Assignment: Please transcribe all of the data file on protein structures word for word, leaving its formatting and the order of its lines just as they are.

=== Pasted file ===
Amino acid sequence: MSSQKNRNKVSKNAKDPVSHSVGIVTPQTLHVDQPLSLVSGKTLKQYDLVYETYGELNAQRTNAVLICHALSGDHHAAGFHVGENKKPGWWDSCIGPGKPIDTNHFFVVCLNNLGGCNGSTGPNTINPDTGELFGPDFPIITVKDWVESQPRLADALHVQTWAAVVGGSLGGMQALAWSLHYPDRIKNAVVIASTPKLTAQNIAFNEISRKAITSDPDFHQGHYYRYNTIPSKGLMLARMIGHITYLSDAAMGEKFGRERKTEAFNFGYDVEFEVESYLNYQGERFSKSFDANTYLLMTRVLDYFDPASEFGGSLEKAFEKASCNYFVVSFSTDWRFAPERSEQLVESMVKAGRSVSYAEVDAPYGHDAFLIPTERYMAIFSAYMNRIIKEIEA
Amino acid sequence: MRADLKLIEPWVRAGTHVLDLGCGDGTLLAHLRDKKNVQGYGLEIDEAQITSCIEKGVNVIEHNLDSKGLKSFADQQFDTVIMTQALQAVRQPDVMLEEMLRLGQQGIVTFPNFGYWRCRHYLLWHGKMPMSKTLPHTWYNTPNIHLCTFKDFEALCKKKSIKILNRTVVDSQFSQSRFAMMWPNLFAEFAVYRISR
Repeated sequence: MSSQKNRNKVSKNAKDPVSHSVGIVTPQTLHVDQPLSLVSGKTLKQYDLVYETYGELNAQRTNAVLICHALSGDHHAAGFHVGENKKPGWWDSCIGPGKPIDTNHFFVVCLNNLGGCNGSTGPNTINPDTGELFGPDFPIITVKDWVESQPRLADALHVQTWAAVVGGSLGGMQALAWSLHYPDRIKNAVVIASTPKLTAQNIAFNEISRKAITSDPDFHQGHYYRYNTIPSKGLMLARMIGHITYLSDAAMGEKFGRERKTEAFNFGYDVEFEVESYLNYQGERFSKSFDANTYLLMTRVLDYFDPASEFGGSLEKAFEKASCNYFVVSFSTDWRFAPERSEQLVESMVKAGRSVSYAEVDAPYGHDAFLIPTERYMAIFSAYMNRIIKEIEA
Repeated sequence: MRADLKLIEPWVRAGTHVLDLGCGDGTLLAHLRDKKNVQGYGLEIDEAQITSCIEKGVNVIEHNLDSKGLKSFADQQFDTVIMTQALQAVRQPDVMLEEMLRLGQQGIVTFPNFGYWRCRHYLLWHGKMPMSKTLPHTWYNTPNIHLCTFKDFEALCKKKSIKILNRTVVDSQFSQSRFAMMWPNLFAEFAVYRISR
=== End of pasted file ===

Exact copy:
Amino acid sequence: MSSQKNRNKVSKNAKDPVSHSVGIVTPQTLHVDQPLSLVSGKTLKQYDLVYETYGELNAQRTNAVLICHALSGDHHAAGFHVGENKKPGWWDSCIGPGKPIDTNHFFVVCLNNLGGCNGSTGPNTINPDTGELFGPDFPIITVKDWVESQPRLADALHVQTWAAVVGGSLGGMQALAWSLHYPDRIKNAVVIASTPKLTAQNIAFNEISRKAITSDPDFHQGHYYRYNTIPSKGLMLARMIGHITYLSDAAMGEKFGRERKTEAFNFGYDVEFEVESYLNYQGERFSKSFDANTYLLMTRVLDYFDPASEFGGSLEKAFEKASCNYFVVSFSTDWRFAPERSEQLVESMVKAGRSVSYAEVDAPYGHDAFLIPTERYMAIFSAYMNRIIKEIEA
Amino acid sequence: MRADLKLIEPWVRAGTHVLDLGCGDGTLLAHLRDKKNVQGYGLEIDEAQITSCIEKGVNVIEHNLDSKGLKSFADQQFDTVIMTQALQAVRQPDVMLEEMLRLGQQGIVTFPNFGYWRCRHYLLWHGKMPMSKTLPHTWYNTPNIHLCTFKDFEALCKKKSIKILNRTVVDSQFSQSRFAMMWPNLFAEFAVYRISR
Repeated sequence: MSSQKNRNKVSKNAKDPVSHSVGIVTPQTLHVDQPLSLVSGKTLKQYDLVYETYGELNAQRTNAVLICHALSGDHHAAGFHVGENKKPGWWDSCIGPGKPIDTNHFFVVCLNNLGGCNGSTGPNTINPDTGELFGPDFPIITVKDWVESQPRLADALHVQTWAAVVGGSLGGMQALAWSLHYPDRIKNAVVIASTPKLTAQNIAFNEISRKAITSDPDFHQGHYYRYNTIPSKGLMLARMIGHITYLSDAAMGEKFGRERKTEAFNFGYDVEFEVESYLNYQGERFSKSFDANTYLLMTRVLDYFDPASEFGGSLEKAFEKASCNYFVVSFSTDWRFAPERSEQLVESMVKAGRSVSYAEVDAPYGHDAFLIPTERYMAIFSAYMNRIIKEIEA
Repeated sequence: MRADLKLIEPWVRAGTHVLDLGCGDGTLLAHLRDKKNVQGYGLEIDEAQITSCIEKGVNVIEHNLDSKGLKSFADQQFDTVIMTQALQAVRQPDVMLEEMLRLGQQGIVTFPNFGYWRCRHYLLWHGKMPMSKTLPHTWYNTPNIHLCTFKDFEALCKKKSIKILNRTVVDSQFSQSRFAMMWPNLFAEFAVYRISR